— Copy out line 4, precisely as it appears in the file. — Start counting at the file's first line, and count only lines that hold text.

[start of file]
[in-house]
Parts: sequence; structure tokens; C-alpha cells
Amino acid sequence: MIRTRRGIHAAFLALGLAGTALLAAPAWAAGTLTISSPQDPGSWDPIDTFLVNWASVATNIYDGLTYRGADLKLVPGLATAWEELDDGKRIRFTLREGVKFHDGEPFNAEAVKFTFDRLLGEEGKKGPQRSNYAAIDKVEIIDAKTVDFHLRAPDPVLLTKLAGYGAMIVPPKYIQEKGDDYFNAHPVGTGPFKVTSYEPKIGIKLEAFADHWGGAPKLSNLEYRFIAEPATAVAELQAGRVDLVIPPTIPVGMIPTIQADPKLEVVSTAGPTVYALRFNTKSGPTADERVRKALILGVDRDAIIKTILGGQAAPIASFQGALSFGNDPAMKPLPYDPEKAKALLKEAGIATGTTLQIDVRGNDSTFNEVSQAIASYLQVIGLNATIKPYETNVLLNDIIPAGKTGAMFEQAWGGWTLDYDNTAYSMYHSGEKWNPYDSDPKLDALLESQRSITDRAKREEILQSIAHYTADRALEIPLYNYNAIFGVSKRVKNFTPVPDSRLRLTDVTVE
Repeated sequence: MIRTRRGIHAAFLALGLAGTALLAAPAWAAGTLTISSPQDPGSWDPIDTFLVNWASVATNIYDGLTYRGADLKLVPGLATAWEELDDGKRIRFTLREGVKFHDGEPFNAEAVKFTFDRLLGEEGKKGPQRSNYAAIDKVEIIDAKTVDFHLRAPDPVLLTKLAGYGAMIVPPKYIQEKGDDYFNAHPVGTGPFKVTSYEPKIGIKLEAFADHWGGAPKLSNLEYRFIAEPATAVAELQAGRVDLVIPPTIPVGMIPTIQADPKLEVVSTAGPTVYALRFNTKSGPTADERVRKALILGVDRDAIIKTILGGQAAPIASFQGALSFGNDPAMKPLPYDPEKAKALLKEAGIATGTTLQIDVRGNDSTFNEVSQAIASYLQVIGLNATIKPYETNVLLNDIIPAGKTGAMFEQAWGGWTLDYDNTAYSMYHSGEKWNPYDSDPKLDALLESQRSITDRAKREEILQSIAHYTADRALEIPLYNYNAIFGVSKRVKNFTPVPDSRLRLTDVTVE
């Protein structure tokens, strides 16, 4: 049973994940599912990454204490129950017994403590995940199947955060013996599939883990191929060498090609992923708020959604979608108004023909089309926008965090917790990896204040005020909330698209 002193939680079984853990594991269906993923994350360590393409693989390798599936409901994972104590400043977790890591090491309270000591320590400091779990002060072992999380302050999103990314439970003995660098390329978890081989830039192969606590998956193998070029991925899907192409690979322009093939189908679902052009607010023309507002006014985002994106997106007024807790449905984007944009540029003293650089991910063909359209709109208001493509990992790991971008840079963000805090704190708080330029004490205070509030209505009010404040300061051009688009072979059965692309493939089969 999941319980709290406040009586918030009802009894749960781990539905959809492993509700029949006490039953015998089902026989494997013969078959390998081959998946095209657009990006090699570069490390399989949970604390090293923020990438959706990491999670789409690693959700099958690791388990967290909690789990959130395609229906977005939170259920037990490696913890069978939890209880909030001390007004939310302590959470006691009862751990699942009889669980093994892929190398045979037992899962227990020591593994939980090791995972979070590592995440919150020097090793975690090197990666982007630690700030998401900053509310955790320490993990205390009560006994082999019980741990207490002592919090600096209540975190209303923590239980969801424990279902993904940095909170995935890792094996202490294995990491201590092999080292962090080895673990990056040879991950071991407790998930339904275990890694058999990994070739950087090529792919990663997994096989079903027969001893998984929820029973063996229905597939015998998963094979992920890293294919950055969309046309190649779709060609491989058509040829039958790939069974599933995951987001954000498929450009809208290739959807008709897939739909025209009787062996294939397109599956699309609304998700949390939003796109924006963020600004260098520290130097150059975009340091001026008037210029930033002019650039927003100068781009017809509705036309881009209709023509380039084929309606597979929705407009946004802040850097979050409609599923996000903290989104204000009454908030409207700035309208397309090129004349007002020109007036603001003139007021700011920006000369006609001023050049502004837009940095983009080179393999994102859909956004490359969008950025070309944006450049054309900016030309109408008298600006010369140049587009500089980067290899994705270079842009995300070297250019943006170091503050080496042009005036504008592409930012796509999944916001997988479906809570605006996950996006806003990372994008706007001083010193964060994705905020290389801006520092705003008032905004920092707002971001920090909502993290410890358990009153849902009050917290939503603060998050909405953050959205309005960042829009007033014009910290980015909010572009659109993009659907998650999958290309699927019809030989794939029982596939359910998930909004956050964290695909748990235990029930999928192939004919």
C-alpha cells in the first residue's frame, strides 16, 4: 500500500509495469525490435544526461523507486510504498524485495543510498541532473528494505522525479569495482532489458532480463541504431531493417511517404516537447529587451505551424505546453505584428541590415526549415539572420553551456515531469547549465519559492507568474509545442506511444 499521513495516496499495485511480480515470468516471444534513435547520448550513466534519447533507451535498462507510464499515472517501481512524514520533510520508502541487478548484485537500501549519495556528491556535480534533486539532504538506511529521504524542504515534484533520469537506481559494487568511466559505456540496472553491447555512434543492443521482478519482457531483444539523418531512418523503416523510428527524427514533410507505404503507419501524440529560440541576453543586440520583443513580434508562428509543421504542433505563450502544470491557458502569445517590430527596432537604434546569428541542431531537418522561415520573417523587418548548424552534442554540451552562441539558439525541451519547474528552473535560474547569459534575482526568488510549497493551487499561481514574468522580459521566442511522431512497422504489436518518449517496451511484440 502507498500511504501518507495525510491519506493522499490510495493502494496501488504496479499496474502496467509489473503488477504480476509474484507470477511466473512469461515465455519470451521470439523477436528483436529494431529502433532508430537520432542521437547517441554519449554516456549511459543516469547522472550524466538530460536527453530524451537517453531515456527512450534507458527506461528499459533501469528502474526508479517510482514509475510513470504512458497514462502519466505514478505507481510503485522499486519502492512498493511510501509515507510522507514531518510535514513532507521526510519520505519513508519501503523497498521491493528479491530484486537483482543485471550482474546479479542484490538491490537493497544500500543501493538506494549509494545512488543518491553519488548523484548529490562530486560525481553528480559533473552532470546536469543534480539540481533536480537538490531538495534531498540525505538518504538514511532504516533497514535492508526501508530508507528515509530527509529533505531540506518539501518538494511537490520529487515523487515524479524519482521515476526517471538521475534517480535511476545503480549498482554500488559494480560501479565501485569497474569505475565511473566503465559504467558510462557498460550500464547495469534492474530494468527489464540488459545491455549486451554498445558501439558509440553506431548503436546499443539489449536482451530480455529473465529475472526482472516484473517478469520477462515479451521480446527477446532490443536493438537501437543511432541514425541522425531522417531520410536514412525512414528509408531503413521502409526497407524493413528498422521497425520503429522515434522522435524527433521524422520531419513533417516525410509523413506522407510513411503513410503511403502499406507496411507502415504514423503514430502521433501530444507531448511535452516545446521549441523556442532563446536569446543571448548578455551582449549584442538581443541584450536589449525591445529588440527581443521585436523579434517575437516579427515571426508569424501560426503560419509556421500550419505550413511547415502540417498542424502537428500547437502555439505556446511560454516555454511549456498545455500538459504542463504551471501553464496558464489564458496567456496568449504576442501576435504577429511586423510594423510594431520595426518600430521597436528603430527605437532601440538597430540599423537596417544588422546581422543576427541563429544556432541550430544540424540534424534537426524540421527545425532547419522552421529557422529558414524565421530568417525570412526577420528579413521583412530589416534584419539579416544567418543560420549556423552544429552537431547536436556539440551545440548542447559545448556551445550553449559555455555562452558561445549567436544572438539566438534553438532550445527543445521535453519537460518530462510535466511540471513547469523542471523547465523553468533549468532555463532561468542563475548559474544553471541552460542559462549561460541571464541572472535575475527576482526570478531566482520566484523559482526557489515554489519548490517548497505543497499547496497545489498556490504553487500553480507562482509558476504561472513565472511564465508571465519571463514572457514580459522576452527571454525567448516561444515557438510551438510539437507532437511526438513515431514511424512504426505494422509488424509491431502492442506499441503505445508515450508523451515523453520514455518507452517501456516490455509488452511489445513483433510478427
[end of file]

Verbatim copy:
Repeated sequence: MIRTRRGIHAAFLALGLAGTALLAAPAWAAGTLTISSPQDPGSWDPIDTFLVNWASVATNIYDGLTYRGADLKLVPGLATAWEELDDGKRIRFTLREGVKFHDGEPFNAEAVKFTFDRLLGEEGKKGPQRSNYAAIDKVEIIDAKTVDFHLRAPDPVLLTKLAGYGAMIVPPKYIQEKGDDYFNAHPVGTGPFKVTSYEPKIGIKLEAFADHWGGAPKLSNLEYRFIAEPATAVAELQAGRVDLVIPPTIPVGMIPTIQADPKLEVVSTAGPTVYALRFNTKSGPTADERVRKALILGVDRDAIIKTILGGQAAPIASFQGALSFGNDPAMKPLPYDPEKAKALLKEAGIATGTTLQIDVRGNDSTFNEVSQAIASYLQVIGLNATIKPYETNVLLNDIIPAGKTGAMFEQAWGGWTLDYDNTAYSMYHSGEKWNPYDSDPKLDALLESQRSITDRAKREEILQSIAHYTADRALEIPLYNYNAIFGVSKRVKNFTPVPDSRLRLTDVTVE